In conclusion, asthma may be slightly more common in South Asians living in the UK, but it may be underdiagnosed and undertreated. Hospital admission rates may be higher than in the rest of the population but this is unlikely to reflect severity and, indeed, it is unlikely that there are any specific differences in the clinical pattern of the disease in Asians than in other groups of the population. Linguistic and cultural problems may have been overstated in the past. The high hospital admission rates may reflect a lesser use of self-management plans by Asian patients. This, in turn, may reflect less patient education and self-management training being offered to these patients, possibly because they attend smaller practices with large lists and possibly because of less access to practice nurses. However, even when education and self-management training is offered in an appropriate manner, the same benefits are not seen as in white Europeans. Whether this reflects some cultural barrier to self-care or to some other factors is not clear. Further research needs to focus specifically on the doctor/patient interaction within the consultation and to look at how best skills in self-monitoring and self-treatment may be acquired.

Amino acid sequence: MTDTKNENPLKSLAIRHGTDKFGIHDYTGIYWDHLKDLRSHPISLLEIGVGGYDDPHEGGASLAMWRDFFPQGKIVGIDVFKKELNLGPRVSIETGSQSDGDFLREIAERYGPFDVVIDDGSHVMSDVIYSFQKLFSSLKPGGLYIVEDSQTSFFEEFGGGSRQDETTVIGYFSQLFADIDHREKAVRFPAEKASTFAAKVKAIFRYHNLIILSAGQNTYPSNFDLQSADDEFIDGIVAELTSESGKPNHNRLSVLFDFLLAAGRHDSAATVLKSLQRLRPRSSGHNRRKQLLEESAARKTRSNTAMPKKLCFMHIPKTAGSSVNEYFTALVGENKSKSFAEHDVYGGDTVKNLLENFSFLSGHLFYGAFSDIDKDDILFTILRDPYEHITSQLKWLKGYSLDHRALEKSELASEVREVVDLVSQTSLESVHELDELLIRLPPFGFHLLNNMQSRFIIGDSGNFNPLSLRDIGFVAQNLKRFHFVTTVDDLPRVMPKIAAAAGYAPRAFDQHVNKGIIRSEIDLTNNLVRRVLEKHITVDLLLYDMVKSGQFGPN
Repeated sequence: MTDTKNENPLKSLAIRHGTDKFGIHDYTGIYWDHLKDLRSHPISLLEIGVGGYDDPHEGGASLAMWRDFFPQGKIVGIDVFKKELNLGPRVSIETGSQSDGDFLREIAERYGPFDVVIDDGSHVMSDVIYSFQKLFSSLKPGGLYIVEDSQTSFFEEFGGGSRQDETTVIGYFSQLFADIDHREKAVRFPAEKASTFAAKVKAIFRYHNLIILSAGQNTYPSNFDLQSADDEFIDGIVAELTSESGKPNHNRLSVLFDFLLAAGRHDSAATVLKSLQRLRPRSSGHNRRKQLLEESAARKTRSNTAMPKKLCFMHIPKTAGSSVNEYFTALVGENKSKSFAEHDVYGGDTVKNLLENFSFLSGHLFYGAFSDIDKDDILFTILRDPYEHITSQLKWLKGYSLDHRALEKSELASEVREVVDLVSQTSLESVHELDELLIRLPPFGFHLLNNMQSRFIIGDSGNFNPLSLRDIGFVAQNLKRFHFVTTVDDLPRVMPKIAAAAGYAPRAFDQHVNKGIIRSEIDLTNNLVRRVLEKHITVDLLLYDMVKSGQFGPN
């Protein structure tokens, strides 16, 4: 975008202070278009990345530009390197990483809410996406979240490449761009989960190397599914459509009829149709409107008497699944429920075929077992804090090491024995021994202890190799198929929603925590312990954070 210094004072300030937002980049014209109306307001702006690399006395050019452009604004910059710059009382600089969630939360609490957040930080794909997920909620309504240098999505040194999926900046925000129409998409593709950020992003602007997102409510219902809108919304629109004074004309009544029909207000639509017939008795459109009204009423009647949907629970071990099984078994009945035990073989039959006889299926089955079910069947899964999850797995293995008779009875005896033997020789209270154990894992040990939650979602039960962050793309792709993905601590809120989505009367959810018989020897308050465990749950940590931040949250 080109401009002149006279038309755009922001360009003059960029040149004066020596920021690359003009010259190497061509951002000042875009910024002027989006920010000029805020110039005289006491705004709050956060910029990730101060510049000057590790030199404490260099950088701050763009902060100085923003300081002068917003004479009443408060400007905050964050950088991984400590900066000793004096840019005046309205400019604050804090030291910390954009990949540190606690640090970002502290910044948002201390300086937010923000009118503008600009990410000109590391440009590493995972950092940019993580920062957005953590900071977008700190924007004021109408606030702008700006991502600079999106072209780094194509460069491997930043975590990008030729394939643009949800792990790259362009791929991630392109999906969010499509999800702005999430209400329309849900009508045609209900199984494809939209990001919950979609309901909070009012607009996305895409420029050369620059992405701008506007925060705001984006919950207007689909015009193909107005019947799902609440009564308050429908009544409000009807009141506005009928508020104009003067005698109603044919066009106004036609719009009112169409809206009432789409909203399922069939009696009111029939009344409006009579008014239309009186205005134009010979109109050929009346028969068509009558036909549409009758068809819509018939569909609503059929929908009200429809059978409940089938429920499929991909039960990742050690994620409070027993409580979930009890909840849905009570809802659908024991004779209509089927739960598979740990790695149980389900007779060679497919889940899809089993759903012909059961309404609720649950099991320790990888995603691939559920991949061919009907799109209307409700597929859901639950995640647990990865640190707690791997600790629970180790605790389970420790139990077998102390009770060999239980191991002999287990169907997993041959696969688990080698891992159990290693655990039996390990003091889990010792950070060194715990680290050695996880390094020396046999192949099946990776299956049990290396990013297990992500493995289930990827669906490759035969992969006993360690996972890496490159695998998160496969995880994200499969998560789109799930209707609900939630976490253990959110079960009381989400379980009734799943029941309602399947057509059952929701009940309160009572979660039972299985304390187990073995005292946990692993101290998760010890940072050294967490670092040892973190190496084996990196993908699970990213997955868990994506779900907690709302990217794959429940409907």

The author thanks Professor Peter Burney and Drs Chris Griffiths and Shabir Hussein for helpful conversations on this subject.